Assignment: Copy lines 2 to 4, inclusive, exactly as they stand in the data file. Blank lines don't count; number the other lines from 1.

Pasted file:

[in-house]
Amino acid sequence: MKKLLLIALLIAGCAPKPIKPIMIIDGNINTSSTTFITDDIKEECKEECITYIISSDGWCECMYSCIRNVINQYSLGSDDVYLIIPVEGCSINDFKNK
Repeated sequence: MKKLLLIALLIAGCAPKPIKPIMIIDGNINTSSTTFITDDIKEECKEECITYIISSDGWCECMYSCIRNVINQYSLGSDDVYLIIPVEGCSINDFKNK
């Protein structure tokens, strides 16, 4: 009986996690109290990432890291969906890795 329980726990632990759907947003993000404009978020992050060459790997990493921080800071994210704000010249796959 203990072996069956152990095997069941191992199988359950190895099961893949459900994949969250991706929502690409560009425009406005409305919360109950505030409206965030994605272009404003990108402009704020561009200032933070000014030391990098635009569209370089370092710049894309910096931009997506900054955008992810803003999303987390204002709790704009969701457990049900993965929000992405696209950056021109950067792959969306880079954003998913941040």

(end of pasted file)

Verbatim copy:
Amino acid sequence: MKKLLLIALLIAGCAPKPIKPIMIIDGNINTSSTTFITDDIKEECKEECITYIISSDGWCECMYSCIRNVINQYSLGSDDVYLIIPVEGCSINDFKNK
Repeated sequence: MKKLLLIALLIAGCAPKPIKPIMIIDGNINTSSTTFITDDIKEECKEECITYIISSDGWCECMYSCIRNVINQYSLGSDDVYLIIPVEGCSINDFKNK
């Protein structure tokens, strides 16, 4: 009986996690109290990432890291969906890795 329980726990632990759907947003993000404009978020992050060459790997990493921080800071994210704000010249796959 203990072996069956152990095997069941191992199988359950190895099961893949459900994949969250991706929502690409560009425009406005409305919360109950505030409206965030994605272009404003990108402009704020561009200032933070000014030391990098635009569209370089370092710049894309910096931009997506900054955008992810803003999303987390204002709790704009969701457990049900993965929000992405696209950056021109950067792959969306880079954003998913941040």